Corporate Climate Greenwash

The Lempert Report
February 16, 2023

We're really seeing a lot more food companies, retailers putting in their annual reports how they're gonna be carbon neutral by X date. Some are 2025, some are 2030, some are 2050. In light of the UN's COP 27 climate conference in the fall, we've seen more and more companies sign on for this. In fact, big controversy for Cop 27, Coca-Cola was announced as a sponsor, and there was a backlash to that from a lot of people. But when we look at these commitments that these food companies and these food retailers are making, they're coming under question that a lot of people like Food and Water Watch are saying it's not doable. The other concern that I've got is, frankly, and you and I have talked about this a lot, people are saying, "okay, we're gonna be carbon neutral". But what they're doing is they're not changing their facilities, they're not changing their factory, they're not changing their packaging. What they're doing is they're buying carbon credits to offset it, so it goes to zero. So they're not changing what really needs to be changed. You know, they're still throwing stuff up in the atmosphere, but they're just using their money to make it sound good in their annual reports. 

Sally: Yes. And these are largely very new programs and there isn't really, anything in place for us to be able to really track this. There's not a lot of transparency people feel as to what these corporations are doing. And as to the United Nations Cop 27 Climate Conference, with Coca-Cola being the sponsor of that, some activists were put off by that because they said Coca-Cola is part of the plastic pollution problem. However, big food is here to stay and we need to learn to work with big food and to be able to make a difference and a big impact. And I think we also need to remember that smaller businesses are going to have a more difficult time implementing some of these programs because it's too costly for them.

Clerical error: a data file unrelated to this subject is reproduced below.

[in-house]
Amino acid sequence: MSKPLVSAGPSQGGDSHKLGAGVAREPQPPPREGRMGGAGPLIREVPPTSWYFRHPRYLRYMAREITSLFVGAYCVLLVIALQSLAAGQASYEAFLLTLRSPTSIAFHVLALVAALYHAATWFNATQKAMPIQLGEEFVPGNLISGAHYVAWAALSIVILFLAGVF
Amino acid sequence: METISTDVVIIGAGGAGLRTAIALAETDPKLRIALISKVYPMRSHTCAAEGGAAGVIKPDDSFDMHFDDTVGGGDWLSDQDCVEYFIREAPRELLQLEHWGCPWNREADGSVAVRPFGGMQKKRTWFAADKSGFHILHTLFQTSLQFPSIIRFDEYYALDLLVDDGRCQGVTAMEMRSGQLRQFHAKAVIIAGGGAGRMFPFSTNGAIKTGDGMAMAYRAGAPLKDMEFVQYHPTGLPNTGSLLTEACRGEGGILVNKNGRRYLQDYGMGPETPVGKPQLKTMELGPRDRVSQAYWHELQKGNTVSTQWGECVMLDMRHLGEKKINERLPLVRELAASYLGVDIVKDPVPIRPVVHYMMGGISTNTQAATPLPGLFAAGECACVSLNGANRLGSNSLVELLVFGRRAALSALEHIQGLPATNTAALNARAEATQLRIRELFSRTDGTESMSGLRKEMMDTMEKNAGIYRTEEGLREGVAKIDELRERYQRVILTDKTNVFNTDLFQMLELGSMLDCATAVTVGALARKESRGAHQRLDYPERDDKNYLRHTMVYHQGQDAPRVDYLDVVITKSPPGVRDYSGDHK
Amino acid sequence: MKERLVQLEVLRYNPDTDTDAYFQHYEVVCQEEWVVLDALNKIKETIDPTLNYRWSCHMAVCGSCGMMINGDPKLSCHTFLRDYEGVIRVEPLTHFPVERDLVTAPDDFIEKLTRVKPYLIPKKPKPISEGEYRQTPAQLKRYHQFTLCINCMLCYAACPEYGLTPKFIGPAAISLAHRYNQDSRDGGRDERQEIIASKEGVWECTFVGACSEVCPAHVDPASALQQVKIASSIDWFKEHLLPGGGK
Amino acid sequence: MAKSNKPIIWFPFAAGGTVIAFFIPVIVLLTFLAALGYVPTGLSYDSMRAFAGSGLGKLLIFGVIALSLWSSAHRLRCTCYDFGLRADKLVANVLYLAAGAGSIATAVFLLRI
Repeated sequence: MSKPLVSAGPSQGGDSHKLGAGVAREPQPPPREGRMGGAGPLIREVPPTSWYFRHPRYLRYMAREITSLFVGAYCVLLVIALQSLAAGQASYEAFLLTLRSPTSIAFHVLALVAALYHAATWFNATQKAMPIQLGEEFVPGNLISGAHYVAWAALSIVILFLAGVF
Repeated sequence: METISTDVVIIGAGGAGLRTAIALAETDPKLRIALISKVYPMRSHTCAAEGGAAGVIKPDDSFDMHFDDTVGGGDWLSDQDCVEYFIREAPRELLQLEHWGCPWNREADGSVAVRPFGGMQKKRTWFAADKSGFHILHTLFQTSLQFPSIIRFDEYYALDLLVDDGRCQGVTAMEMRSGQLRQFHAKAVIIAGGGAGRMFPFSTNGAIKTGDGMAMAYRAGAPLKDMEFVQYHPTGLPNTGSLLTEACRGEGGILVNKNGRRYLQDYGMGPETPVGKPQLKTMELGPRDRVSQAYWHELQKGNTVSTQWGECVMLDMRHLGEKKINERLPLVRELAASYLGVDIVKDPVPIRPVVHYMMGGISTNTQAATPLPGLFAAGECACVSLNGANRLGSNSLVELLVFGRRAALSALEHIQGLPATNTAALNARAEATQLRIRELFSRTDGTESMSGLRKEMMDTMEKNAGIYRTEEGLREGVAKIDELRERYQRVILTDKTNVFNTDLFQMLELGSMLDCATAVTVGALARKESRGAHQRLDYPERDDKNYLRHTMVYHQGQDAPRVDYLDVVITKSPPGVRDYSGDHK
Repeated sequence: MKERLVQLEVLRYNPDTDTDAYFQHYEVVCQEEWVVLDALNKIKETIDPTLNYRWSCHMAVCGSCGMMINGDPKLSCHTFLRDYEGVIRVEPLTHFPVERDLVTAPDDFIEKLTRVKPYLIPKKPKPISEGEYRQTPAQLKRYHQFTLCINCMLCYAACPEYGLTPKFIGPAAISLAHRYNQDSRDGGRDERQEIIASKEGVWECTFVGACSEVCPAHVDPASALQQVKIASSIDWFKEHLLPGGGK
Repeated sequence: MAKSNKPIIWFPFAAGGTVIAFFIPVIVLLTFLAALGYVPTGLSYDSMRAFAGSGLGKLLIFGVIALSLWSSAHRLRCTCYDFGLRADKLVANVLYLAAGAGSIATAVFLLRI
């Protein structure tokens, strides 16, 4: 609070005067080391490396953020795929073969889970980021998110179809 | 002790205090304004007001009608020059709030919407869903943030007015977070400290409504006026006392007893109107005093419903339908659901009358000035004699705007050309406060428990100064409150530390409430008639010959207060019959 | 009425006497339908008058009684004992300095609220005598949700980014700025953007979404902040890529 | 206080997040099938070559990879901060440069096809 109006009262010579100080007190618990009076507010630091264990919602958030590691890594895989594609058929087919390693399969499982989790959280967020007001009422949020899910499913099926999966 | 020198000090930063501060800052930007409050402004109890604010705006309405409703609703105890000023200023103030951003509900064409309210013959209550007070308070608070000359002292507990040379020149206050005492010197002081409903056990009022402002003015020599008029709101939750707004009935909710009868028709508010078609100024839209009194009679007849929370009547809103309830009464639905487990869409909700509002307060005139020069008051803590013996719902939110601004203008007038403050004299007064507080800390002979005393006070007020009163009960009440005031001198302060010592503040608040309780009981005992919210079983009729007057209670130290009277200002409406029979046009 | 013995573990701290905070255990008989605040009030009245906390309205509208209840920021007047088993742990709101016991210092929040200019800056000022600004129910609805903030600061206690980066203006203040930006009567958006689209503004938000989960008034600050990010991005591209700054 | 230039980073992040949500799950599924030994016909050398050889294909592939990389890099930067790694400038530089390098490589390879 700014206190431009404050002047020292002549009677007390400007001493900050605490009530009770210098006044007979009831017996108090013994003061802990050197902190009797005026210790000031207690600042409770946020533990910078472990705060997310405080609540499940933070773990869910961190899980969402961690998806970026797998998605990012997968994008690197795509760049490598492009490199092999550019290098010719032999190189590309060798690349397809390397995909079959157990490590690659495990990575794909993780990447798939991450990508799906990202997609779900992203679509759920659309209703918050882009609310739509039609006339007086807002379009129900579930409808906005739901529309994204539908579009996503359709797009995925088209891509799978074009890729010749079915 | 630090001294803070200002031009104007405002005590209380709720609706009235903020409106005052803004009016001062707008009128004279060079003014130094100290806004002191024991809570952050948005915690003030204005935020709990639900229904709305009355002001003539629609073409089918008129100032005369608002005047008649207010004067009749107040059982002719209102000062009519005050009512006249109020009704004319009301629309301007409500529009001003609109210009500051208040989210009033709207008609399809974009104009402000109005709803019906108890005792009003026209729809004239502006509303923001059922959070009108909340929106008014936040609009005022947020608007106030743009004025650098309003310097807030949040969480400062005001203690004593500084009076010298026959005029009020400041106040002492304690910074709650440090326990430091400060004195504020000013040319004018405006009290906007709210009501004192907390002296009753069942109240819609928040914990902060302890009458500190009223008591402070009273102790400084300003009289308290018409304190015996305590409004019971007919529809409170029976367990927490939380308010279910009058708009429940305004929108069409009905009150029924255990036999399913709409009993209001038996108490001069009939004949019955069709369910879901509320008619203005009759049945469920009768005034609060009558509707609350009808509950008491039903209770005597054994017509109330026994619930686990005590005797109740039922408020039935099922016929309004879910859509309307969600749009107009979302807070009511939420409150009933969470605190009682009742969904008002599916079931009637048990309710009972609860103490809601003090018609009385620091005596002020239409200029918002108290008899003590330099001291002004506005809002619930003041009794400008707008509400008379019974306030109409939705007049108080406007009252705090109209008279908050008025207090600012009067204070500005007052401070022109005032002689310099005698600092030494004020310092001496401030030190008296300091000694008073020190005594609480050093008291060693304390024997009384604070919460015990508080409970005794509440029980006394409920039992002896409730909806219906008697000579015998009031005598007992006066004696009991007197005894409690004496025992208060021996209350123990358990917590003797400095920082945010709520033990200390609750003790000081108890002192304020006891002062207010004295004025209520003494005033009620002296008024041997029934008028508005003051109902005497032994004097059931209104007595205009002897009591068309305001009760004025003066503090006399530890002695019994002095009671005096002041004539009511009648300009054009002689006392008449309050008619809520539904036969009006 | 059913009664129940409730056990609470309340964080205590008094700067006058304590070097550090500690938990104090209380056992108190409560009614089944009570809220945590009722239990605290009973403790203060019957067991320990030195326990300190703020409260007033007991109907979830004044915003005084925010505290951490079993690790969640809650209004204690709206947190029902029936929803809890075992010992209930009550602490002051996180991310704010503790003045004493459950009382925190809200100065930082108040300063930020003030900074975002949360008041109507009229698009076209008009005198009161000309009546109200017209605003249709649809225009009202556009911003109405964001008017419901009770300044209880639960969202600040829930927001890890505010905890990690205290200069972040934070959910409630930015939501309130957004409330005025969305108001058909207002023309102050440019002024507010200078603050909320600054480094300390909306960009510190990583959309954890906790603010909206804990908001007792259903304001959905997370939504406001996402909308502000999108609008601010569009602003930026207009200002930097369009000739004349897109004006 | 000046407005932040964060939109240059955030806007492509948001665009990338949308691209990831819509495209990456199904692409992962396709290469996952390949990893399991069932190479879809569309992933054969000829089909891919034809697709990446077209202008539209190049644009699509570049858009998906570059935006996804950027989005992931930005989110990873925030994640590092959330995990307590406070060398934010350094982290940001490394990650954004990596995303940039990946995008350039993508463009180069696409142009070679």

Sally: So, you know, there is a disconnect between activists and consumers and big food. But I think it's important that we try to somehow find some way to all work on this together. Nestle, who is the biggest food company's in the world, has been applauded for their transparency and their program and what they are doing towards regenerative agriculture. So, you know, we have to keep in mind that it's not the company so much that it's creating the carbon emissions, but the companies they source their products from. So we're looking at farms, we're looking at all of those companies that Nestle has to reach out to and create programs within, to make a difference. 

Phil: Yeah, I'm glad you pointed out and highlighted Nestle. Kudos for them for being totally transparent, really doing things down to the farmer level globally and really helping.